I was a little worried as I started Book Nine, knowing that it would be predominantly about war again, that the prose would grow dull, concerned with tactics and strategy in battle. Initially, Tolstoy introduces the war within the setting of Alexander’s court, before switching to a portrait of Napoleon that presents his descent into egomania and fizzes with energy. The pace and sense of tension is exciting. The satirical humour that Tolstoy employs is engaging. Unfortunately, in chapters nine and ten, he uses Andrei Bolkonski as a cipher to deliver polemic on all that was wrong with Alexander’s military command at the start of the 1812 campaign and his own theories on the nature of men from different countries, and the prose deadens again. It put me in mind of the passages in Dorian Grey where Wilde uses the novel as a vehicle for his own pompous opinions, detracting from the narrative flow. At least with Tolstoy the passages make sense in the context of the story, but for me they weren’t particularly interesting or helpful in moving the story along. Flat exposition rarely is. Much better are the handful of chapters recounting Nikolai Rostov’s adventures on the battlefield and off, and better still the return to Moscow and the fortunes of the Rostovs and Pierre Bezhukov.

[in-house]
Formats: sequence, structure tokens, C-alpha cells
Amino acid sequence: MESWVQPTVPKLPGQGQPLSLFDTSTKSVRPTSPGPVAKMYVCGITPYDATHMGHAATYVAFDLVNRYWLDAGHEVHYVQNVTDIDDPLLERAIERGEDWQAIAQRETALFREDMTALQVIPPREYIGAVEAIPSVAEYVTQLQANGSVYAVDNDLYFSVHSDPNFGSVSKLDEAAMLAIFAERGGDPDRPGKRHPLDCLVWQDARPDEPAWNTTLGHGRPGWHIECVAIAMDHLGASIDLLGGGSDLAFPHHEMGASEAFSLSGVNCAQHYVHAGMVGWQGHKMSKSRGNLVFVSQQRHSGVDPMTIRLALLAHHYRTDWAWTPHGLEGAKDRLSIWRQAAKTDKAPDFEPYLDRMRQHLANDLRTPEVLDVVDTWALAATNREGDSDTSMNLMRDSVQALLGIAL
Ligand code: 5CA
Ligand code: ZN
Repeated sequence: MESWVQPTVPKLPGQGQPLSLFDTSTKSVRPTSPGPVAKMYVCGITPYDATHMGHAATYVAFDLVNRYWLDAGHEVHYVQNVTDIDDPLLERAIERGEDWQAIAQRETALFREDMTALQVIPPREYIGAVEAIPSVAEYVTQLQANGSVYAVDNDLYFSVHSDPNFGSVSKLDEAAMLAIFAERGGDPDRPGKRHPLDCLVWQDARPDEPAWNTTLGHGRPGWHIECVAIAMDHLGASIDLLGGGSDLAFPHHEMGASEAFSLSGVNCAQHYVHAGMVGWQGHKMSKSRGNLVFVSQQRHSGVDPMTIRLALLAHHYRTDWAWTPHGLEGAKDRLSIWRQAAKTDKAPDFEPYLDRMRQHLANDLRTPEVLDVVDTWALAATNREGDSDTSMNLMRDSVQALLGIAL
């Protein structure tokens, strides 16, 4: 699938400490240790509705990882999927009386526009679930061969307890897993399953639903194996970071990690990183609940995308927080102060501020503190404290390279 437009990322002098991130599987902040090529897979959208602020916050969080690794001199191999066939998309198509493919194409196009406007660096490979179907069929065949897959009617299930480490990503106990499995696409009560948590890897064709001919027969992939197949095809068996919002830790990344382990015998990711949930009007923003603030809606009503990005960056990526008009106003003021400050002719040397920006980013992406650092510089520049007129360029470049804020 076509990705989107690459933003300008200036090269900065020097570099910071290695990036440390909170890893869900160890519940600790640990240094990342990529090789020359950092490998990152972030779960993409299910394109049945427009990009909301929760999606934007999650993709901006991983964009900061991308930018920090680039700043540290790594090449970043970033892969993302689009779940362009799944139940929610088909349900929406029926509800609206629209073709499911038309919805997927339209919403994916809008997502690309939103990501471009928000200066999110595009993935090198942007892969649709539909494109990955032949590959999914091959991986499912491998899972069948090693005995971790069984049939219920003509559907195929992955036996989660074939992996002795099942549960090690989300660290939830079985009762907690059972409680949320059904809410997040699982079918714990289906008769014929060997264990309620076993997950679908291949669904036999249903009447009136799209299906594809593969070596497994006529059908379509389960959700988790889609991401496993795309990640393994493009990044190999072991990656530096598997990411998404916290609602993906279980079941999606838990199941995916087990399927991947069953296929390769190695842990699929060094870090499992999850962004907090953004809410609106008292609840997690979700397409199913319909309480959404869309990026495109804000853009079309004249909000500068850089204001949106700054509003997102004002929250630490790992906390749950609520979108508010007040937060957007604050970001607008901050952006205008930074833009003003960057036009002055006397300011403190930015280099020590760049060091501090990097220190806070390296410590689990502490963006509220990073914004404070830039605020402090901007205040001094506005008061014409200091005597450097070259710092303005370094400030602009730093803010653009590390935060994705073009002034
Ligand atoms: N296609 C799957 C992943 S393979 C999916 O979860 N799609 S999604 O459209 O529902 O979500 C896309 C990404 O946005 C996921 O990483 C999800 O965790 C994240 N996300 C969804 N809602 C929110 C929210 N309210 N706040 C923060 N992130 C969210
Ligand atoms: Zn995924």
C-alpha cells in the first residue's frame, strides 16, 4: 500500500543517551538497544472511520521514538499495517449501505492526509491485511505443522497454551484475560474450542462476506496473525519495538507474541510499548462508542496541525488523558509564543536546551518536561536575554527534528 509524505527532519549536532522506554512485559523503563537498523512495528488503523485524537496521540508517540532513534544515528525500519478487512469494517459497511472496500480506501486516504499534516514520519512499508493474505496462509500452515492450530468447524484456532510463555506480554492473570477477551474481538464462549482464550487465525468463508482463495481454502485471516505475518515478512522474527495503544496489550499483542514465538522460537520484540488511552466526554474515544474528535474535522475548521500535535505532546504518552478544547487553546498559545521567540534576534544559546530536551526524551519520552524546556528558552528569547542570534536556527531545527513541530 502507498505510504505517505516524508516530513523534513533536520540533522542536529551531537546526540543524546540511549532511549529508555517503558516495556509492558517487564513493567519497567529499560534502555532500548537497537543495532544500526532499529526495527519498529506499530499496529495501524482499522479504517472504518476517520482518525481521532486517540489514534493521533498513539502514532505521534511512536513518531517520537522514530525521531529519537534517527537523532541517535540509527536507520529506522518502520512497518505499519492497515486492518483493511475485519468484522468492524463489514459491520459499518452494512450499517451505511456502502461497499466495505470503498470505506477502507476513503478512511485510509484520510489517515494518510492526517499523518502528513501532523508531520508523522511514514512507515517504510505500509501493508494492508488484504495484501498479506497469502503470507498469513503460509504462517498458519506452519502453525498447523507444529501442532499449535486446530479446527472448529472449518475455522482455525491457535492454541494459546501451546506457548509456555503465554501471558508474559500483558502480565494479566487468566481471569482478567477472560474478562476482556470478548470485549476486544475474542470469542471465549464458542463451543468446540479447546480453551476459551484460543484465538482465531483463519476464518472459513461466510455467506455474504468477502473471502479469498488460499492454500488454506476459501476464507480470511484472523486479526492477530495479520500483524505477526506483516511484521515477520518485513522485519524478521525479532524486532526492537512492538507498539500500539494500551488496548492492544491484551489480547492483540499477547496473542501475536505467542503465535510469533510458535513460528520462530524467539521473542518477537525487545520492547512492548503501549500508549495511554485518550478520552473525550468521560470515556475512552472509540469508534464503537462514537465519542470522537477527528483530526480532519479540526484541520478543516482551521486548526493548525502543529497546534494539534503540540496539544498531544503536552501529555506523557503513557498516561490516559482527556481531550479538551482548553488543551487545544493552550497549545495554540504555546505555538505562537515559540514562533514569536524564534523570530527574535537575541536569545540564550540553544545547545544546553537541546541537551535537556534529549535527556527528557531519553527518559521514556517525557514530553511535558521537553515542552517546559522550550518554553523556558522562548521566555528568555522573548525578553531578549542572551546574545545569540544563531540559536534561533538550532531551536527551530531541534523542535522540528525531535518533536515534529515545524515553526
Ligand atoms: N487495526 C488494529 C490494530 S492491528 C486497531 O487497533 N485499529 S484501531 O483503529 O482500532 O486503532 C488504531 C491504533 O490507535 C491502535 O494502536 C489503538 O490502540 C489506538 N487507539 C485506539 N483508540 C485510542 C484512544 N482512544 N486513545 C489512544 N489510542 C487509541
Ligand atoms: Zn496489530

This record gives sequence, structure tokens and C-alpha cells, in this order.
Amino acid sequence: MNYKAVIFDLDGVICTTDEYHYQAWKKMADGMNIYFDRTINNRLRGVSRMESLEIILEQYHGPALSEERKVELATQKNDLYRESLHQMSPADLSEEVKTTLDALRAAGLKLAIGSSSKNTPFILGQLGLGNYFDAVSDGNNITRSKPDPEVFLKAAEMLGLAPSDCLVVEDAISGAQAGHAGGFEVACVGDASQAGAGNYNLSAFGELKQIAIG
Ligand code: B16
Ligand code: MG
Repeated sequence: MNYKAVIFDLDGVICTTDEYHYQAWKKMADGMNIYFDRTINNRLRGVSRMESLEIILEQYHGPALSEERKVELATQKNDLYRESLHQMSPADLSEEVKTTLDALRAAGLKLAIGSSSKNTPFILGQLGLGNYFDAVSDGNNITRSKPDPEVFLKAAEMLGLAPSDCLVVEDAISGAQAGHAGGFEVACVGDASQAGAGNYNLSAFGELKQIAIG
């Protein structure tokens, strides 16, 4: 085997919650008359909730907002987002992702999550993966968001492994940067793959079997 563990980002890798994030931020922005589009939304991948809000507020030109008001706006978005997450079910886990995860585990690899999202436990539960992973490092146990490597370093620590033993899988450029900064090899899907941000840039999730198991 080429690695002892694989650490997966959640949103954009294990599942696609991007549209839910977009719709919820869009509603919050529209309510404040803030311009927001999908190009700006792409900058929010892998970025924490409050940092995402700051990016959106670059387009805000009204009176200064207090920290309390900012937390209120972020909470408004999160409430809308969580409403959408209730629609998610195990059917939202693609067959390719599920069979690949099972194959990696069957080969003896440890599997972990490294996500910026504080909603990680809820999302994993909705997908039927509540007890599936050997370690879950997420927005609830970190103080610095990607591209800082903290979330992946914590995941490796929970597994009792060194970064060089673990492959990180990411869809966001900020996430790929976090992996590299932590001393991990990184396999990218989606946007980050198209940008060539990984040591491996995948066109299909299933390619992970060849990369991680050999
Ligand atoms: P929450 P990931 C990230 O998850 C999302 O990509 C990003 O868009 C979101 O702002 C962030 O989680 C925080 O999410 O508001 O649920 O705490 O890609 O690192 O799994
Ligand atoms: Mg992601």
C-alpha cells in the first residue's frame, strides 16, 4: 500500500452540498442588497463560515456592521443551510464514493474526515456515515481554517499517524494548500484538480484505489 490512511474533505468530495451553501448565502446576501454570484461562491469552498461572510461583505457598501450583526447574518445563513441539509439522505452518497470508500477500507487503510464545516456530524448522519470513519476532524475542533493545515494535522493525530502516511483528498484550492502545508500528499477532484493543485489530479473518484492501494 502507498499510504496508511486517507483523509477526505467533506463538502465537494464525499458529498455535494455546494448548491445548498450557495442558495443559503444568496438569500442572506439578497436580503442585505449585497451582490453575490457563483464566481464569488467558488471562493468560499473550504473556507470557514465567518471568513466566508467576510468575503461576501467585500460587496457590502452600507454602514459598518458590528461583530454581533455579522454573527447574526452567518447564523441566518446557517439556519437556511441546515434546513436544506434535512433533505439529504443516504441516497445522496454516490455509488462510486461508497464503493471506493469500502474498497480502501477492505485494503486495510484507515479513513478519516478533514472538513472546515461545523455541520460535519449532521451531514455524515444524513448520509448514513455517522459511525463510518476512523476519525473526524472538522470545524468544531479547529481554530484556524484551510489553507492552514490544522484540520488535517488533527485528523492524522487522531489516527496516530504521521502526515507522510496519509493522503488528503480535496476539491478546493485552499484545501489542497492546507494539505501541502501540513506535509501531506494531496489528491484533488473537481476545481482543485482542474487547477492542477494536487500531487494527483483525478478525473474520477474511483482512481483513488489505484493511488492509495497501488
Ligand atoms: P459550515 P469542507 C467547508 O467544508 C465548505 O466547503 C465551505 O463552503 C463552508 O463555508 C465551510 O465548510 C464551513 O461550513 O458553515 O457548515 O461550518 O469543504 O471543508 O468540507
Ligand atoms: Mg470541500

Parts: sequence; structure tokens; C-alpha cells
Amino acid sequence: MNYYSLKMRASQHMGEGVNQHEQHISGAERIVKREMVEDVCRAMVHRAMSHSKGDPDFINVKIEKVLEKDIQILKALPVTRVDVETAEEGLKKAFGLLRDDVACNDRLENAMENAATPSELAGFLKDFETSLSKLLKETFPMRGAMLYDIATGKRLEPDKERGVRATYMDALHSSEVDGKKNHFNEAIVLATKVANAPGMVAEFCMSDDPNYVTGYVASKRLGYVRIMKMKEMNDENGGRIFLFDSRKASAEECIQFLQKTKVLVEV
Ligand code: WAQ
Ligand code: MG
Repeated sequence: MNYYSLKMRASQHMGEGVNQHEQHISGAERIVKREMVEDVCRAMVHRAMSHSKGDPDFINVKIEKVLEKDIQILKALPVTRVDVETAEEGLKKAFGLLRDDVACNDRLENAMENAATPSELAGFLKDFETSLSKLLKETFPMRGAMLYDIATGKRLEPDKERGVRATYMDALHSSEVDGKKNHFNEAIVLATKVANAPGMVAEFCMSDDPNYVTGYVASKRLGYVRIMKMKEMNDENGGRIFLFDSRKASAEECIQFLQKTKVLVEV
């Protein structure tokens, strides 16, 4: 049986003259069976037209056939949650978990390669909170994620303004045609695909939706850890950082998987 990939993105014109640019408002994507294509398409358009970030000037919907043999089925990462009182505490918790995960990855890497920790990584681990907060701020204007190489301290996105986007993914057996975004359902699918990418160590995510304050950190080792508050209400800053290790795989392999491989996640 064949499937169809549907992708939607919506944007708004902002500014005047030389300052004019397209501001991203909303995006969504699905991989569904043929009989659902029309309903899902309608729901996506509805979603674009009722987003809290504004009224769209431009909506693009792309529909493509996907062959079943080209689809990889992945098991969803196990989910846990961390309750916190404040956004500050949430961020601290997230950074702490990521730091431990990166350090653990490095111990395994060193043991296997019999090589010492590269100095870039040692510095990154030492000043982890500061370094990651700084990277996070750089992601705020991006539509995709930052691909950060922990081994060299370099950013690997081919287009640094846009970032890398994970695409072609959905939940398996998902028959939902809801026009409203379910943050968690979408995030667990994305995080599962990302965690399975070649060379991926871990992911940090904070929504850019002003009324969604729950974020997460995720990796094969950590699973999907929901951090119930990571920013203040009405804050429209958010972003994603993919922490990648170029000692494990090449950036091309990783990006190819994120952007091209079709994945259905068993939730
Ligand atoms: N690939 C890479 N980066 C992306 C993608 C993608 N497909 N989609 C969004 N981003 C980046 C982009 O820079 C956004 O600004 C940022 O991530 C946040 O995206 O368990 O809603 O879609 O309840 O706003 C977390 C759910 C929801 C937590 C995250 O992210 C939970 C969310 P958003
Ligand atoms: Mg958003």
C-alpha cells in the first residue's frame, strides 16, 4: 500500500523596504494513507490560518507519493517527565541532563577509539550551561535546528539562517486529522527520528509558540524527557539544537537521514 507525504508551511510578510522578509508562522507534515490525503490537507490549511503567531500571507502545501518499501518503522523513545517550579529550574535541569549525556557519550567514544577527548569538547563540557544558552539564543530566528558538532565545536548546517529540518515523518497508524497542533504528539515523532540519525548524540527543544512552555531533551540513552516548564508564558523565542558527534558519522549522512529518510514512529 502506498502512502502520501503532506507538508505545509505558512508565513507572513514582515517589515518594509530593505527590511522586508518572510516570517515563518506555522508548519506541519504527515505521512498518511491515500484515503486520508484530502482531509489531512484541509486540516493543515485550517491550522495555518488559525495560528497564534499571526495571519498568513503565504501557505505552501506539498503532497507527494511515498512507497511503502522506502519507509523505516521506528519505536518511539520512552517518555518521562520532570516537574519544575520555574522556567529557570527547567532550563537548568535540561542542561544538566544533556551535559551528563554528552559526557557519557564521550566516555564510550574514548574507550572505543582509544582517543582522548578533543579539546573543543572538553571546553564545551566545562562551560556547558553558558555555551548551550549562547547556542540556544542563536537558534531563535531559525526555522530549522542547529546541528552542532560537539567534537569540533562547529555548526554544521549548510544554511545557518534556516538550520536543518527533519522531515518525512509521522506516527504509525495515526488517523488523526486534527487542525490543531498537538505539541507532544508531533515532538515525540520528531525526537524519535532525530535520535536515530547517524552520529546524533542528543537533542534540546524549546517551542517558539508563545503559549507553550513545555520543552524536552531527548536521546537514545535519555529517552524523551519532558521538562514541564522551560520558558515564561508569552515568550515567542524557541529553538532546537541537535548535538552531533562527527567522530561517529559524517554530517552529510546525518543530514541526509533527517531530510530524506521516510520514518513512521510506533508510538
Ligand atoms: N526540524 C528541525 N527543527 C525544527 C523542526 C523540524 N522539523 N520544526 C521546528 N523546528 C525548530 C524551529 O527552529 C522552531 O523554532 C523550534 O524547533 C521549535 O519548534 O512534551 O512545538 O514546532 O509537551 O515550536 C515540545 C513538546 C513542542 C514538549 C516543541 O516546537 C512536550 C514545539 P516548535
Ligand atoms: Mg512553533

Tolstoy returns to the fortunes of the Bolkonskis at Bare Hills. The French are pressing forward and are a matter of miles from the estate, but Prince Nikolai Bolkonski refuses to believe the news Andrei sends him by letter. Eventually, they realise that the French are almost at their door, and move to Andrei’s estate at Bogucharovo, which is still not far enough away. Their error is compounded by the nature of the peasants on the estate, who are self-directing and contemptuous of their masters. Events move on, and Princess Mariya Bolkonskaya is left alone to deal with the peasants, on an estate marooned between the Russian and French forces. It’s an interesting set of observations on the tensions between peasants who believe themselves to be autonomous and gentry who can’t understand that their peasants aren’t actually their possessions. The peasants are a little crudely sketched, but Tolstoy isn’t unsympathetic to their cause.